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Discussion Starter #1
About to build new in middle Tennessee. Top of hill, good drainage, no excessive moisture, crawl-space w/ Advantek sub-floor. Want to use wide plank wood (6-12"), prepared tongue and groove by a local sawmill, finished on site.

Want low-sheen rustic look. I'll be happy when it wears and ages (within reason). We have a 70-lb black Lab and we're not good about keeping her toenails trimmed!

I've been cautioned against using wood at all due to the dog and warned that the wide boards will "cup". Does anyone have experience living with this type of floor? What's my best bet for wood type and finish? If I have the wood quarter-sawn will that reduce cupping? Our budget is moderate. Thank you.
 

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Flooring Guru
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look for a wide plank in an engineered wood.

The Biltmore Estate collection by anderson is some of the best I have seen.
And more stable too.

Kahrs is also out with a handscraped collection. Engineered wood and very stable.
 

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True quarter sawn should not move around very much but this pretty much limits you to 3 planks per log in wide stock, pretty expensive. Flat sawn is the most notorious for cupping.
I'm hoping that your mill has experience in this, you don't want to lay a green floor. The slabs should be cut and ricked until the moisture content is down to about 20%, basically think about one year per inch of thickness. The ends should be sealed with wax to prevent splitting. You can now close mill.
I'm betting that you thought that this was going to happen fast, done right, it's not. Get back when the wood is seasoned, also allow for about 50% loss. Some planks will split and you will have loss on install.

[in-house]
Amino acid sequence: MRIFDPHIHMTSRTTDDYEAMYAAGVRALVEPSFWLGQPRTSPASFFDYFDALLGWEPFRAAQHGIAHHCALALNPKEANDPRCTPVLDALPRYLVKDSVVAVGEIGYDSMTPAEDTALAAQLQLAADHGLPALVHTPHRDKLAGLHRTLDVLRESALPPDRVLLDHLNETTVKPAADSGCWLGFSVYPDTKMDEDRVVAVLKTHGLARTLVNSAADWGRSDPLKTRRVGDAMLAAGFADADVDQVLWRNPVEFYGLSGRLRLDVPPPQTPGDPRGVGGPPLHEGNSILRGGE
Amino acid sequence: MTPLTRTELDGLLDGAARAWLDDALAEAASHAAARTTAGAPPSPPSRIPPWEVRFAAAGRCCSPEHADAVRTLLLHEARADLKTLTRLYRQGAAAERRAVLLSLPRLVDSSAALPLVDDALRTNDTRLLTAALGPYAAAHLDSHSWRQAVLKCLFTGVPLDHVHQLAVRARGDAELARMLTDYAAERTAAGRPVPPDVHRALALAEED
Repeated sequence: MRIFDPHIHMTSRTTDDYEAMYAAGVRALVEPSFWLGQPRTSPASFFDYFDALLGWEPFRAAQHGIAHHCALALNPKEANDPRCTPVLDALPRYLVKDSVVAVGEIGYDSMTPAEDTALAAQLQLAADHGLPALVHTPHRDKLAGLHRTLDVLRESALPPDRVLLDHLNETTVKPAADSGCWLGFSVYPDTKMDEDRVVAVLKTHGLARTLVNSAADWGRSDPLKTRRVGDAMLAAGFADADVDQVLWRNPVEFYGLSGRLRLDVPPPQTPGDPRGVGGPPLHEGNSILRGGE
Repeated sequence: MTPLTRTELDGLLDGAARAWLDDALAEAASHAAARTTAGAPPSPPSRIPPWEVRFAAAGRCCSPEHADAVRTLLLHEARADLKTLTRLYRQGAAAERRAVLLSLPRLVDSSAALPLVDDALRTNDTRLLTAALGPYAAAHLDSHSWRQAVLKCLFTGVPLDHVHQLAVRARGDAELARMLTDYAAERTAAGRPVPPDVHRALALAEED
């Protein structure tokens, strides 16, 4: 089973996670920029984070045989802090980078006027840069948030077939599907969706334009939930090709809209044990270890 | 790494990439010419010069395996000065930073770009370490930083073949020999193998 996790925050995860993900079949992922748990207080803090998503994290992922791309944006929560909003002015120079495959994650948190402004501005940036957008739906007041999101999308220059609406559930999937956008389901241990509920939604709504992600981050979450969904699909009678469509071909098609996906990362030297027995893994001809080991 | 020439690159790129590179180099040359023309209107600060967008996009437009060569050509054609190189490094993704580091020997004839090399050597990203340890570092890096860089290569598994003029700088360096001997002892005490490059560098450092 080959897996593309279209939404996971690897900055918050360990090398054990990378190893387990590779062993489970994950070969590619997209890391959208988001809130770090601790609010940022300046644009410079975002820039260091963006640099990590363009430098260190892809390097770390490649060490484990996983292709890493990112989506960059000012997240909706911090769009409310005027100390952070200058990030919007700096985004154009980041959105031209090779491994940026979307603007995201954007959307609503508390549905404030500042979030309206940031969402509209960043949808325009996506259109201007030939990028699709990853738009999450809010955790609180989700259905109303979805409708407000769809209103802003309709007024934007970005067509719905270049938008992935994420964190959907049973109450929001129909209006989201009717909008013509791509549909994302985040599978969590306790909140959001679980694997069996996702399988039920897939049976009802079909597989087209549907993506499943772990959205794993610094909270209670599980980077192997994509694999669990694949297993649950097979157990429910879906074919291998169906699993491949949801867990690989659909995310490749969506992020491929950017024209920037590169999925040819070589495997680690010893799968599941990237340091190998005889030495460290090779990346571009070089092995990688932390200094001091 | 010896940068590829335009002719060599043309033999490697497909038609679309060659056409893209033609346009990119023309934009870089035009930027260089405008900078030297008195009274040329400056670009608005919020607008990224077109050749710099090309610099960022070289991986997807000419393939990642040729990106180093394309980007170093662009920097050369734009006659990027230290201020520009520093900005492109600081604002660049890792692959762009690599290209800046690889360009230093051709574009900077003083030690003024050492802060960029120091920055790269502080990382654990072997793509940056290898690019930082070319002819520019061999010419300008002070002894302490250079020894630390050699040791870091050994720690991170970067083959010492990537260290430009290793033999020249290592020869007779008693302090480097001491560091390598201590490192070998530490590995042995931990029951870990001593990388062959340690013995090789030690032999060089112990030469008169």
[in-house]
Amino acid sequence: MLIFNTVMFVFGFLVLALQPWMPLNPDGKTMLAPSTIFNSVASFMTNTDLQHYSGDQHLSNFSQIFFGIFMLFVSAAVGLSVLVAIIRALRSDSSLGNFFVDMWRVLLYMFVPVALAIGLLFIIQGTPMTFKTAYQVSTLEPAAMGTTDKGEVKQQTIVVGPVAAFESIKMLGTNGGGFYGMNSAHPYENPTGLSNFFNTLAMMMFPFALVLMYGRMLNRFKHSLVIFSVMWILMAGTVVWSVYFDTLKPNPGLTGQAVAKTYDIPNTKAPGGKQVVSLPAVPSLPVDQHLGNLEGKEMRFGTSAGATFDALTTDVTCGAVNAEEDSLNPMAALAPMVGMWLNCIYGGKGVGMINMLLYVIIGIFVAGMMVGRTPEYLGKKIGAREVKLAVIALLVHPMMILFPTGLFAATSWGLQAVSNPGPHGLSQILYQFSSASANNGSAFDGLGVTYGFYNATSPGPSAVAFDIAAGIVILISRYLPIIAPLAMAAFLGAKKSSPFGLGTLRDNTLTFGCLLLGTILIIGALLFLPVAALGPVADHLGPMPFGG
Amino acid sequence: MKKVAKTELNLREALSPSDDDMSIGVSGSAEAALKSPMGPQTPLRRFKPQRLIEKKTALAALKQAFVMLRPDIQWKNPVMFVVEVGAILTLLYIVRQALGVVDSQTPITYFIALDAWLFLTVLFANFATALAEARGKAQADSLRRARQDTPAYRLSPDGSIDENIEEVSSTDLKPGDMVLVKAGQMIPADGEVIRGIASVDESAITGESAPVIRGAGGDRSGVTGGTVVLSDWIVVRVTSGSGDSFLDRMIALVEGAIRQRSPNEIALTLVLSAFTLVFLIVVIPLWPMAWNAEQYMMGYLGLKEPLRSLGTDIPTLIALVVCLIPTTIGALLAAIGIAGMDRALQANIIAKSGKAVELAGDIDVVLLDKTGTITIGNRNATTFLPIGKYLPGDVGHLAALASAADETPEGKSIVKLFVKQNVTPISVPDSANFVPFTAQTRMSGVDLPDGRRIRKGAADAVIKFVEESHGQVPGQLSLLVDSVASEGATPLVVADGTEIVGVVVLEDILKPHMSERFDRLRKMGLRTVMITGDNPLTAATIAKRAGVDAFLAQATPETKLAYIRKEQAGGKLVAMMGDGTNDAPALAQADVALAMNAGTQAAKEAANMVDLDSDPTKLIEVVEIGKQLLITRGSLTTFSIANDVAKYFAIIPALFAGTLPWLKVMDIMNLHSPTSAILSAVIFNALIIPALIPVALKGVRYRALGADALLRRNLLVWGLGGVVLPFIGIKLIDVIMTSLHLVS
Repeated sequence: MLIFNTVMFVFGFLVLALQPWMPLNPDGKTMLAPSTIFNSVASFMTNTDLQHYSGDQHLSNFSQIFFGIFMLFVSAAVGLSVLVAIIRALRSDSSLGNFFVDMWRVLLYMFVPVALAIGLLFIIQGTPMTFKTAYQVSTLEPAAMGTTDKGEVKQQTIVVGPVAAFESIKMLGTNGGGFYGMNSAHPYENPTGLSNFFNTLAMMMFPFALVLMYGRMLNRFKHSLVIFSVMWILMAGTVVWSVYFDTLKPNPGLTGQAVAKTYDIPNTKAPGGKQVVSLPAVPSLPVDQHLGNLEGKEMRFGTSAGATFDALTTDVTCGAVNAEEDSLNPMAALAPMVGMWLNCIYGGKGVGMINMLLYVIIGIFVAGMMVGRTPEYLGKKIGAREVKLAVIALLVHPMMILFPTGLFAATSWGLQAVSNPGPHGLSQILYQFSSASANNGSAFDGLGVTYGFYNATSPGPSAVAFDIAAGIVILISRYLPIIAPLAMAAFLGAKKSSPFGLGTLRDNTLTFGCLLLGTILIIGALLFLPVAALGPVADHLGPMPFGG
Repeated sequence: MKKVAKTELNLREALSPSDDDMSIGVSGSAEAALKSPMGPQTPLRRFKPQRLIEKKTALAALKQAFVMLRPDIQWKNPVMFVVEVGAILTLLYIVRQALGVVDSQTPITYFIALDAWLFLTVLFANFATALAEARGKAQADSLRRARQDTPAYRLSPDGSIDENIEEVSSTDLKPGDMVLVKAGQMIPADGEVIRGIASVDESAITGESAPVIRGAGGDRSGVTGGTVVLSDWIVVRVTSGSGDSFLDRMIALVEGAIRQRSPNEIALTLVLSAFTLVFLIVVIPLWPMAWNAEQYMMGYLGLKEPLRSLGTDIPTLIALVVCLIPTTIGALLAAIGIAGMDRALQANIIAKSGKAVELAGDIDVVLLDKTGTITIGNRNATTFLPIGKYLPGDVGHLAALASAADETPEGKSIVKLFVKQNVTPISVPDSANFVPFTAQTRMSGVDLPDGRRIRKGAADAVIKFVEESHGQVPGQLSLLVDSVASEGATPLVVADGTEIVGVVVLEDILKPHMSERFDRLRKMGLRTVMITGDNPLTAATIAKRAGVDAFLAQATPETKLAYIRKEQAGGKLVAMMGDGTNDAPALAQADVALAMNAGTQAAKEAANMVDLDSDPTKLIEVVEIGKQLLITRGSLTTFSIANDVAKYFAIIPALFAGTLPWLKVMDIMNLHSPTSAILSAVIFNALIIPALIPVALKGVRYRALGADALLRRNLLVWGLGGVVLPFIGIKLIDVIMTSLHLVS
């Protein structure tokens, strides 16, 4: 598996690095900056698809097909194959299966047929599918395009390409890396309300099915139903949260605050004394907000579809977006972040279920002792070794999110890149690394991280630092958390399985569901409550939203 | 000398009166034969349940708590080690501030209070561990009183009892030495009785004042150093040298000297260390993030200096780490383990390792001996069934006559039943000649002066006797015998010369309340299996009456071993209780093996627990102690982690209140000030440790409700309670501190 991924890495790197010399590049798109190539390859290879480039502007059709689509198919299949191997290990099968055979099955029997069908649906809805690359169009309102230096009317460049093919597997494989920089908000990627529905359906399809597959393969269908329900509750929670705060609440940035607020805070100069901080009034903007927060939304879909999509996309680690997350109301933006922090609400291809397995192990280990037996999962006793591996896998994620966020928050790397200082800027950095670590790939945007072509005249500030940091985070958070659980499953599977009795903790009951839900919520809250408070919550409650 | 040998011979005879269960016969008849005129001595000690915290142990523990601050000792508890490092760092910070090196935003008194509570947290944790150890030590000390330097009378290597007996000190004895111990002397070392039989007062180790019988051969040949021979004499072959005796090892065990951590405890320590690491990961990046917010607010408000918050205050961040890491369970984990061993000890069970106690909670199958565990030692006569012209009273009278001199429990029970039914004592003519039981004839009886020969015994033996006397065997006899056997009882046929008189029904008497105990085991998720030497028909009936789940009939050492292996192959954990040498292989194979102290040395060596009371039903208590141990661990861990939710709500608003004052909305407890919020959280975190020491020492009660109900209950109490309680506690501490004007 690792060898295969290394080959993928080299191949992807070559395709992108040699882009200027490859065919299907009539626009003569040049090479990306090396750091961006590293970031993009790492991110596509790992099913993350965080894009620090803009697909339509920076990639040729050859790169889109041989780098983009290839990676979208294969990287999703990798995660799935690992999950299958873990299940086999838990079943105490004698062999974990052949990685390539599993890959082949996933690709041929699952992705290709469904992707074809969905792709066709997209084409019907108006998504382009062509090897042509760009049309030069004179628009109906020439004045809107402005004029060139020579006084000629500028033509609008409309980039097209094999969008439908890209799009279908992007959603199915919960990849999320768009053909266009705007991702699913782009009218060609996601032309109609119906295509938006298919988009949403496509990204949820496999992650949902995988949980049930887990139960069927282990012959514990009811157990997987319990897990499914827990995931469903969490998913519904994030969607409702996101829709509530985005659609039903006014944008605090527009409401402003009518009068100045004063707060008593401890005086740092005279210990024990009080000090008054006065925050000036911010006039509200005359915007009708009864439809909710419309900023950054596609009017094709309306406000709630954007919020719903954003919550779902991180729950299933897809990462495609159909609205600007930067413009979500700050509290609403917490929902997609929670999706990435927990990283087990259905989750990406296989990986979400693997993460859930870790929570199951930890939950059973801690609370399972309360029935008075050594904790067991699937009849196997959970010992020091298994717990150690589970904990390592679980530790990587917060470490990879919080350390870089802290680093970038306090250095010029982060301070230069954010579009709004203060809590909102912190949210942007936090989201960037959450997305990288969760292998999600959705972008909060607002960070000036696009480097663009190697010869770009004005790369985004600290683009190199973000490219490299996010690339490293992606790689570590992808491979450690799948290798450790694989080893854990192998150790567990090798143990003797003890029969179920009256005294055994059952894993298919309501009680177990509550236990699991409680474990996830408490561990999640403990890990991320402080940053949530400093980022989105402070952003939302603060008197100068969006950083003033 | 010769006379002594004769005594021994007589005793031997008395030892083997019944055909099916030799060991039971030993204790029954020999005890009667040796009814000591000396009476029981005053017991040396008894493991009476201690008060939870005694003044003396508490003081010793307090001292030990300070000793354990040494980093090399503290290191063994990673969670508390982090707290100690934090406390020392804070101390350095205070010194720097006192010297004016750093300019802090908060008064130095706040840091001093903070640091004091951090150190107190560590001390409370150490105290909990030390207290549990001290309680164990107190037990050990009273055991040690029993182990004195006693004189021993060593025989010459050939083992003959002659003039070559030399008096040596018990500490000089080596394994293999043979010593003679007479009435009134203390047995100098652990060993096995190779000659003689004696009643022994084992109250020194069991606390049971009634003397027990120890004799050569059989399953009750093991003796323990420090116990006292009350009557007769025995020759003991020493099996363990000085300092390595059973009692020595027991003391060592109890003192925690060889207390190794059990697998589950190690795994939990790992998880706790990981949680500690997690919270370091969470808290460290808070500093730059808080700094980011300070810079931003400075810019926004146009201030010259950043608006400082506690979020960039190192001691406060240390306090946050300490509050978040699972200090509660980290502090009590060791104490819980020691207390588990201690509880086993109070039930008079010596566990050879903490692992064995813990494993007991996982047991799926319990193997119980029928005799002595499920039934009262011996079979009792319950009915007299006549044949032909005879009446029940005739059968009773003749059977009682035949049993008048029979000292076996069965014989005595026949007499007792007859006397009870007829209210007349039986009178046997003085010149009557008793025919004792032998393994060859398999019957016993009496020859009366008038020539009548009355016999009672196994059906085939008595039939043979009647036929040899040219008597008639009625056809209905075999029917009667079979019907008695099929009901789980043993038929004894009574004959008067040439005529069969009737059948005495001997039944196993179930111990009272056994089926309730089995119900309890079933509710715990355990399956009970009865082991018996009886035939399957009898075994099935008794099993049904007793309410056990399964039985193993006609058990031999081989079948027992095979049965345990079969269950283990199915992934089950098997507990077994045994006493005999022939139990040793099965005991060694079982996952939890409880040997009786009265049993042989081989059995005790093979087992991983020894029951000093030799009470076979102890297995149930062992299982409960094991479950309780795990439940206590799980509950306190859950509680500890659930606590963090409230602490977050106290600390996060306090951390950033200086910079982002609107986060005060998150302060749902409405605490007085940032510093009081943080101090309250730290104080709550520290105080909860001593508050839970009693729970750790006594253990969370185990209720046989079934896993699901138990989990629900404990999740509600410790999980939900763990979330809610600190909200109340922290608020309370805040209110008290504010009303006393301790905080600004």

Flor slid in with good advice, you may want to consider it.
 

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Discussion Starter #4
Is engineered different than laminates? I REALLY want to use real, solid wood. I thought it could be kiln-dried to speed the process. What about pine planks, how bad would that cup? I know pine is soft but I want a distressed floor.
 

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You're going to have to search your area for kiln drying, that will speed things up at an additional cost.
May I make the assumption that you are a transplant to TN?
 

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when I hear laminate I think of "plasic laminate" like Pergo.

A good engineered floor will be made up of layers and the top layer should be nice and thick so it can be sanded a few times if needed. It is technically laminated, but we will call it engineered hardwood.
 
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